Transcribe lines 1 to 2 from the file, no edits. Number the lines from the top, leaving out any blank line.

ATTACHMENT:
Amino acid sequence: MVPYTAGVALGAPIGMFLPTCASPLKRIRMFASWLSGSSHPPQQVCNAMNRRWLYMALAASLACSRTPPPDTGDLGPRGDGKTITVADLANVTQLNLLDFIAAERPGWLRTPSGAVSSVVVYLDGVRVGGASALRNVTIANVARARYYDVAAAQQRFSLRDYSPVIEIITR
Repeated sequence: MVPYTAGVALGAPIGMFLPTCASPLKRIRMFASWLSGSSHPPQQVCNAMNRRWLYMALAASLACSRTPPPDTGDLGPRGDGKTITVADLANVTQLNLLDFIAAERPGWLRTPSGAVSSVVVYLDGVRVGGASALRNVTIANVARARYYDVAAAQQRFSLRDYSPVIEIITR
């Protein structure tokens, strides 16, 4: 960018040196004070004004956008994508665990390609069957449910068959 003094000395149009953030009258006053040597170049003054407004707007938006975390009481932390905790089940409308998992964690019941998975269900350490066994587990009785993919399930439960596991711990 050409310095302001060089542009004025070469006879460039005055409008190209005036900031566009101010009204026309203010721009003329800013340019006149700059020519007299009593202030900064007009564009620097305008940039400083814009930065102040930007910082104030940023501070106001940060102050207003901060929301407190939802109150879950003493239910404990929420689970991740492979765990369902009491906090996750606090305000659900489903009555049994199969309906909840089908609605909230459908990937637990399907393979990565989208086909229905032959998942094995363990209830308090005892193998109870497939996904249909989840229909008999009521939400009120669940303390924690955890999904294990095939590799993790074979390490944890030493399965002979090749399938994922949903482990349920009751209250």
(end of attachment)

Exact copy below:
Amino acid sequence: MVPYTAGVALGAPIGMFLPTCASPLKRIRMFASWLSGSSHPPQQVCNAMNRRWLYMALAASLACSRTPPPDTGDLGPRGDGKTITVADLANVTQLNLLDFIAAERPGWLRTPSGAVSSVVVYLDGVRVGGASALRNVTIANVARARYYDVAAAQQRFSLRDYSPVIEIITR
Repeated sequence: MVPYTAGVALGAPIGMFLPTCASPLKRIRMFASWLSGSSHPPQQVCNAMNRRWLYMALAASLACSRTPPPDTGDLGPRGDGKTITVADLANVTQLNLLDFIAAERPGWLRTPSGAVSSVVVYLDGVRVGGASALRNVTIANVARARYYDVAAAQQRFSLRDYSPVIEIITR